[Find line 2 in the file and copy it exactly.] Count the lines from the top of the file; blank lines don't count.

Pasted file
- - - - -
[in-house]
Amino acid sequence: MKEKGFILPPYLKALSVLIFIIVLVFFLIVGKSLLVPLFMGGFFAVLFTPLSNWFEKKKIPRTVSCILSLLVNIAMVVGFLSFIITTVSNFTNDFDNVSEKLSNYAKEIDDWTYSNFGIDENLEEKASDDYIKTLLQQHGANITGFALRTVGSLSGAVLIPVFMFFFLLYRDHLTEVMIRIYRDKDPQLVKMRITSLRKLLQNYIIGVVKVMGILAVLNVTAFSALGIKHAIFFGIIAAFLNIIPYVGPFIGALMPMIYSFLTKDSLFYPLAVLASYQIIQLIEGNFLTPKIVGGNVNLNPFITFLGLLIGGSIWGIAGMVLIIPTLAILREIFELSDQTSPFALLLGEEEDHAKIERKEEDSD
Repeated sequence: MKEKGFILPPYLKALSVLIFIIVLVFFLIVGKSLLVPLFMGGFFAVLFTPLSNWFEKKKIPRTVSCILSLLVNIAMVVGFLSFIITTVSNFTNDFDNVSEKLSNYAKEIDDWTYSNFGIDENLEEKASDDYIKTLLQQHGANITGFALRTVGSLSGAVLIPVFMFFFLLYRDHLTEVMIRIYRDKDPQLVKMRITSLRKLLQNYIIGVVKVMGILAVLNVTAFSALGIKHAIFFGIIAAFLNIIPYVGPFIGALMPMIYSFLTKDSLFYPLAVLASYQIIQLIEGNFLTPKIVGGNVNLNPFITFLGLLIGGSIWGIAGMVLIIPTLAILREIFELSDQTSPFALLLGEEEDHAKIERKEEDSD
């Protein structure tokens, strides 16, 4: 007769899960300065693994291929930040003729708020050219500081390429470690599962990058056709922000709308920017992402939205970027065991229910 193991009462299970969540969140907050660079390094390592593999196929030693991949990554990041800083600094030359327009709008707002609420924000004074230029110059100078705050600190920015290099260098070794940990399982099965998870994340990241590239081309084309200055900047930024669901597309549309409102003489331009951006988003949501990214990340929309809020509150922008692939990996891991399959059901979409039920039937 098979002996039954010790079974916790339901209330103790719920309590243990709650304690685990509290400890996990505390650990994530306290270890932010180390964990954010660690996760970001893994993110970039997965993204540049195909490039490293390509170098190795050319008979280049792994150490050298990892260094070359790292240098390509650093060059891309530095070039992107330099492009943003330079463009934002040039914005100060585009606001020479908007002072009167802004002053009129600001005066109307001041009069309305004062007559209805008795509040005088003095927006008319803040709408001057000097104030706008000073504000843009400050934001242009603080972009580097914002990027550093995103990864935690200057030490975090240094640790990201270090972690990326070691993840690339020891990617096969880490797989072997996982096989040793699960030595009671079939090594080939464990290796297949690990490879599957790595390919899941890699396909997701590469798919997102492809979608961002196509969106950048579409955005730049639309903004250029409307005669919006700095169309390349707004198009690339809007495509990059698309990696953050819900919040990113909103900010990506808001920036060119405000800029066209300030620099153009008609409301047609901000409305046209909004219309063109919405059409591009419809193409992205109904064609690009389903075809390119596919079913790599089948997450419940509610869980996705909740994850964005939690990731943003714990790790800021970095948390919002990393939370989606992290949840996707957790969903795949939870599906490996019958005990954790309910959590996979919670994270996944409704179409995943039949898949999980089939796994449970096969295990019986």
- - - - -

Amino acid sequence: MKEKGFILPPYLKALSVLIFIIVLVFFLIVGKSLLVPLFMGGFFAVLFTPLSNWFEKKKIPRTVSCILSLLVNIAMVVGFLSFIITTVSNFTNDFDNVSEKLSNYAKEIDDWTYSNFGIDENLEEKASDDYIKTLLQQHGANITGFALRTVGSLSGAVLIPVFMFFFLLYRDHLTEVMIRIYRDKDPQLVKMRITSLRKLLQNYIIGVVKVMGILAVLNVTAFSALGIKHAIFFGIIAAFLNIIPYVGPFIGALMPMIYSFLTKDSLFYPLAVLASYQIIQLIEGNFLTPKIVGGNVNLNPFITFLGLLIGGSIWGIAGMVLIIPTLAILREIFELSDQTSPFALLLGEEEDHAKIERKEEDSD